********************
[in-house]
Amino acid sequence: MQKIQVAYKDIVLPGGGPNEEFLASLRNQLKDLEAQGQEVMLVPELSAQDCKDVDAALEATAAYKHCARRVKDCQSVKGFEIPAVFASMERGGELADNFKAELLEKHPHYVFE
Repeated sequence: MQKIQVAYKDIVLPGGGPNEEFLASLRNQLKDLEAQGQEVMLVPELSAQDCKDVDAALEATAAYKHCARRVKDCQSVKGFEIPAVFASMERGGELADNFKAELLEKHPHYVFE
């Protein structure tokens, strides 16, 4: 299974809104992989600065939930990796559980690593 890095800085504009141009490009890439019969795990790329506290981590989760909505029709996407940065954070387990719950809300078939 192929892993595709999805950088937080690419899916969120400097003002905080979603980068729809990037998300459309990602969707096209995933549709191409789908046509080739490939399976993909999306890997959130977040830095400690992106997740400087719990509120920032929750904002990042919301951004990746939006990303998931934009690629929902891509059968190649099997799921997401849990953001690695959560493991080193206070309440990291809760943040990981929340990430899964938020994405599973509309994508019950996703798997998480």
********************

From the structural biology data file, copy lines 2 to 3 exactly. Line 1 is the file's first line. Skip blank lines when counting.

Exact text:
Amino acid sequence: MQKIQVAYKDIVLPGGGPNEEFLASLRNQLKDLEAQGQEVMLVPELSAQDCKDVDAALEATAAYKHCARRVKDCQSVKGFEIPAVFASMERGGELADNFKAELLEKHPHYVFE
Repeated sequence: MQKIQVAYKDIVLPGGGPNEEFLASLRNQLKDLEAQGQEVMLVPELSAQDCKDVDAALEATAAYKHCARRVKDCQSVKGFEIPAVFASMERGGELADNFKAELLEKHPHYVFE